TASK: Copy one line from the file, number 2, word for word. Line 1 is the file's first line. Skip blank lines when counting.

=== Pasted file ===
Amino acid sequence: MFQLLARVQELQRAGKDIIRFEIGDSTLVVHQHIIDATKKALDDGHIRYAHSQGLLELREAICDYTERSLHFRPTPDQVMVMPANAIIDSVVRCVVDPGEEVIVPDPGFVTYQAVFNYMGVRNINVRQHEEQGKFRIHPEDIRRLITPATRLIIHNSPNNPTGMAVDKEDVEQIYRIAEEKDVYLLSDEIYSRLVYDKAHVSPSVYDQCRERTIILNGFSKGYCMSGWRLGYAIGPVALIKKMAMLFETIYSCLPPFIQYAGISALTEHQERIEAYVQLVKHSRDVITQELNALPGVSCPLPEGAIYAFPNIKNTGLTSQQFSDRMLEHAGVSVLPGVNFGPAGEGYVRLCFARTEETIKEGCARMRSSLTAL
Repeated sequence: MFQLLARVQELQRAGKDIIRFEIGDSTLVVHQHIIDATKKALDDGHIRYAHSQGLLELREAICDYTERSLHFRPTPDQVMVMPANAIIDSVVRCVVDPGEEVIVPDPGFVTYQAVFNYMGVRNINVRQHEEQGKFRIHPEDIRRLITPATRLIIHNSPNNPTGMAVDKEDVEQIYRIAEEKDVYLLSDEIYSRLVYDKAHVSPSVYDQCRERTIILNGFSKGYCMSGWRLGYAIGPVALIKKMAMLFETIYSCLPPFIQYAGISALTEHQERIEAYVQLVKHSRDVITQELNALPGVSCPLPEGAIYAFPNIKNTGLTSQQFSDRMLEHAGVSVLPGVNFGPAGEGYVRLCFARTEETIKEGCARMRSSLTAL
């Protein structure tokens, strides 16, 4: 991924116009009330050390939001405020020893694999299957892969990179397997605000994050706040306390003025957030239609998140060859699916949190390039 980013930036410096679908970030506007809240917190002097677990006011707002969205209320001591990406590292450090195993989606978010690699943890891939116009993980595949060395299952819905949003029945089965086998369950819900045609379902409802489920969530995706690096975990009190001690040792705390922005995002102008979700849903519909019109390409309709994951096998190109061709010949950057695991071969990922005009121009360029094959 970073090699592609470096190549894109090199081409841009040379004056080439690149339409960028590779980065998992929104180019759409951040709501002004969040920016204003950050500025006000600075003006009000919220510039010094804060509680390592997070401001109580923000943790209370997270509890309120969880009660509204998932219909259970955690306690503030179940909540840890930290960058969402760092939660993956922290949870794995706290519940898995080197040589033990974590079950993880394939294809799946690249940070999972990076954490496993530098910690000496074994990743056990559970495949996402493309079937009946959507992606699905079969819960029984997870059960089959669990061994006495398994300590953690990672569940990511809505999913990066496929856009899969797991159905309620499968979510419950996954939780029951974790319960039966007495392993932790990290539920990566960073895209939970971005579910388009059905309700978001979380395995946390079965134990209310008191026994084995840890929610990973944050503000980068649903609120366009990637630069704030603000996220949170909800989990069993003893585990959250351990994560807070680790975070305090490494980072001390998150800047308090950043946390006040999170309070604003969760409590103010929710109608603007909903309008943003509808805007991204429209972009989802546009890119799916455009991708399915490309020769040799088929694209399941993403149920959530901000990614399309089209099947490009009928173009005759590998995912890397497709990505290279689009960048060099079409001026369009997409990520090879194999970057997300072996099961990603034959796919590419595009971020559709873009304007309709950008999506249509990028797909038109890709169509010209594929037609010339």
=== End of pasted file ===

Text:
Repeated sequence: MFQLLARVQELQRAGKDIIRFEIGDSTLVVHQHIIDATKKALDDGHIRYAHSQGLLELREAICDYTERSLHFRPTPDQVMVMPANAIIDSVVRCVVDPGEEVIVPDPGFVTYQAVFNYMGVRNINVRQHEEQGKFRIHPEDIRRLITPATRLIIHNSPNNPTGMAVDKEDVEQIYRIAEEKDVYLLSDEIYSRLVYDKAHVSPSVYDQCRERTIILNGFSKGYCMSGWRLGYAIGPVALIKKMAMLFETIYSCLPPFIQYAGISALTEHQERIEAYVQLVKHSRDVITQELNALPGVSCPLPEGAIYAFPNIKNTGLTSQQFSDRMLEHAGVSVLPGVNFGPAGEGYVRLCFARTEETIKEGCARMRSSLTAL